Obesity social prejudice intensifies health concerns
// Marco Ferreira

According to the Childhood Obesity Foundation “Canada, like many nations, is in the midst of an epidemic of overweight and obesity. Currently, 59 per cent of adult Canadians are either overweight or obese.” More troubling is the rising number of Canadian children adding to those numbers: cases of childhood obesity have tripled in the past 25 years. “If this trend continues, in 20 years we can expect 70 per cent of the 35 to 44-year-olds in Canada to be overweight or obese vs. 57 per cent who are currently overweight or obese.”

The rising numbers are troubling for a few reasons. Often brought up is the cost that overweight and obese people have on the health care system. The COF states, “Direct and indirect costs associated with obesity in 2001 were estimated at $4.3 billion.” That number will rise along with the number of people who are obese and overweight.

In a society where the idea of “personal responsibility” trumps all science refuting it, we still blame overweight people for their burden on society. In the Ricky Gervais stand-up routine FAME he addresses obesity and voices a common opinion: “Obesity is a disease; no it's not, you just like eating, don't you!” Despite our collective efforts to reach equality for everyone, a dead zone has seemingly gone under the radar, resulting in a great deal of insensitive conduct.

Putting the onus on someone with an eating disorder to be completely responsible for their condition isn't fair, and perceptions need to change. If society were more tolerant of obesity and treated it as an illness with less judgment, the health risks associated might be somewhat mitigated. Because overweight and obese people wear their illness everywhere, stigma and prejudice is often experienced.

A 2008 study conducted by the University of Leipzig found that out of 1,000 individuals, 23.5 per cent had stigmatizing attitudes towards obesity. The study concluded that “predictors of greater stigmatization were more causal attributions of obesity to individual behavior, less education, and older age, while causal attributions of obesity to heredity and labeling obesity as an illness predicted less stigmatization.”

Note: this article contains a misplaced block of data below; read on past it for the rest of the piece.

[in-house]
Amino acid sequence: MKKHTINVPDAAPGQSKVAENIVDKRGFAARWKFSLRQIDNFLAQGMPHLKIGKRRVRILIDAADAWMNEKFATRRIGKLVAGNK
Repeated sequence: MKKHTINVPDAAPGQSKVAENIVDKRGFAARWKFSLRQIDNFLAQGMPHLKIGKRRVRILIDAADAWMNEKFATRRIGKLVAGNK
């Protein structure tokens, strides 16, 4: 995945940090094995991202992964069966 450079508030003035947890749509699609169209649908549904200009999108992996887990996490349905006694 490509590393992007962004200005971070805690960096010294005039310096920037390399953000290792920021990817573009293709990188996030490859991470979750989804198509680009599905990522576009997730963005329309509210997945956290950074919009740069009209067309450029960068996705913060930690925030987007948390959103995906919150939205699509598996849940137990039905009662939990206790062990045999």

The constant public scrutiny placed onto overweight people is not only uncalled for, it's only making these folks' situations worse. Issues such as stress, pressure, and depression also all play into the picture. Researchers from Purdue University in West Lafayette, Indiana found that the higher someone’s BMI index, the more prejudice they felt they had received.

Markus H. Schafer, the doctoral student in sociology who led the study explained in Science Daily that “about 11 per cent of those who were moderately obese and 33 per cent of those who were severely obese reported weight discrimination, and these were the individuals who had the sharpest decline over time in their functional abilities, such as the capacity to climb stairs or carry everyday items. Functional ability is a key measure for health status.”

While it’s been drilled into the collective consciousness that people gain a lot of weight because they don’t take care of themselves and lose track of their diet, or don't exercise, it's really not that simple. Mental health issues like addiction, depression, and body image issues can all play an integral role in how easy it is to lose weight.

"We've seen considerable progress to address racial and gender discrimination in the United States, but the iceberg of weight discrimination still receives relatively little attention," said Ken Ferraro, a co-author of the Purdue report. "This is an interesting paradox because as the rates of obesity rise in this country, one might expect that anti-fat prejudice would decline. Public health campaigns for weight control are needed, but the stigma that many obese persons experience also exacts a toll on health." Clearly, the normalization of body weight shaming needs to end.

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